The Legends of Lump Gulch Live On

By Mason, Marilynne S. | The Christian Science Monitor, August 18, 1993 | Go to article overview

The Legends of Lump Gulch Live On


Mason, Marilynne S., The Christian Science Monitor


LUMP Gulch lies between Rollinsville, Colo., and a brash old mining boom town called Central City, an hour and a half outside of Denver, 9,000 feet up in the Rocky Mountains. A broad, open space, Lump Gulch is dotted with old cabins and newer houses, lodge-pole pines and lush aspen trees that turn a fantastic canary yellow every autumn. Ute Indians passed though the area on the way to their chipping grounds to make arrowheads every summer. The path they made is still there. Like so many mountain landscapes in the Rockies, Lump Gulch is incredibly beautiful, quiet, and clear. The air is thin and cold most of the year.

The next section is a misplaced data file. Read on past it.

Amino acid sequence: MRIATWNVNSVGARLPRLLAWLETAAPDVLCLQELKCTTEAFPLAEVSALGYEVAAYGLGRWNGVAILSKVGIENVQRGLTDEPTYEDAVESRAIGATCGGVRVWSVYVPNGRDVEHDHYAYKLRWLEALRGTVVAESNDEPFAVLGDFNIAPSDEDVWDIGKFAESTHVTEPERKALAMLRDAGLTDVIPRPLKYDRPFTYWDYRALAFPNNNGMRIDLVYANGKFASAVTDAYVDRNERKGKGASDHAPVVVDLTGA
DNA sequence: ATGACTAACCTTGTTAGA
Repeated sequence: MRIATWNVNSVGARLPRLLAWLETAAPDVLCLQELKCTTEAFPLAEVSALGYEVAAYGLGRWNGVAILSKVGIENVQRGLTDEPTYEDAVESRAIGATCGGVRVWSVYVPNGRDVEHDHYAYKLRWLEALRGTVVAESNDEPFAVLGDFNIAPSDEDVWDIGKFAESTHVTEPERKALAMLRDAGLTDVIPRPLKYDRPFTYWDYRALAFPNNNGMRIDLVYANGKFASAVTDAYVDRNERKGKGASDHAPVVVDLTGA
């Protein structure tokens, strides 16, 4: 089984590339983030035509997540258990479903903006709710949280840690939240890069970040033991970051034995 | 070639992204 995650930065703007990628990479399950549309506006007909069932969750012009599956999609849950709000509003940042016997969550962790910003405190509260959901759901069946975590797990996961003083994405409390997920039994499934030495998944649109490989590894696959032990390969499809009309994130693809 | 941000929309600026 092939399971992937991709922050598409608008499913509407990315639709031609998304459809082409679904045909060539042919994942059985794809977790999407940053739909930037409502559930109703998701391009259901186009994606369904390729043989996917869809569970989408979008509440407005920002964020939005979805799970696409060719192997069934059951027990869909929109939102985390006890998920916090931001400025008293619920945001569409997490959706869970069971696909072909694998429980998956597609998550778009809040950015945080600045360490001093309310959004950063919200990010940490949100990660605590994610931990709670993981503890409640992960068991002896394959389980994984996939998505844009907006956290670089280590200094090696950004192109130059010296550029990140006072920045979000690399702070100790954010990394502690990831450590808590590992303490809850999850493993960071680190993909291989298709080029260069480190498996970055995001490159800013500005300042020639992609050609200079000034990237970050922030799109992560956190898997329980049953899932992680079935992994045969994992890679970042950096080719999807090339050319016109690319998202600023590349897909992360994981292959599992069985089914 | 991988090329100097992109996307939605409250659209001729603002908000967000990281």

A small community evolved as folks moved in and out after 1859, when gold (and rumors of gold) again and again brought groups of immigrants and American settlers. Some 300 or 400 people still live there, though the town is only three miles long and about a mile wide.

Jane Wodening, a mountain woman who has built her life in the still-wild environs near Lump Gulch, and who raised five children right in it, wanted to uncover the spirit of the place and its denizens. It occurred to Wodening 12 years ago that the old-timers who lived there had stories to tell. As a resident herself, she knew how interesting, and sometimes eccentric, the lives of early inhabitants were, and she began gathering all the anecdotes she could.

She compiled the stories of this much-loved place in a small book called "Lump Gulch Tales." Ms. Wodening has devoted herself to keeping the spirit of these tales alive, like a good folklorist or an anthropologist - with perhaps less of the scientist's detachment and more of the storyteller's affection for her subject. …

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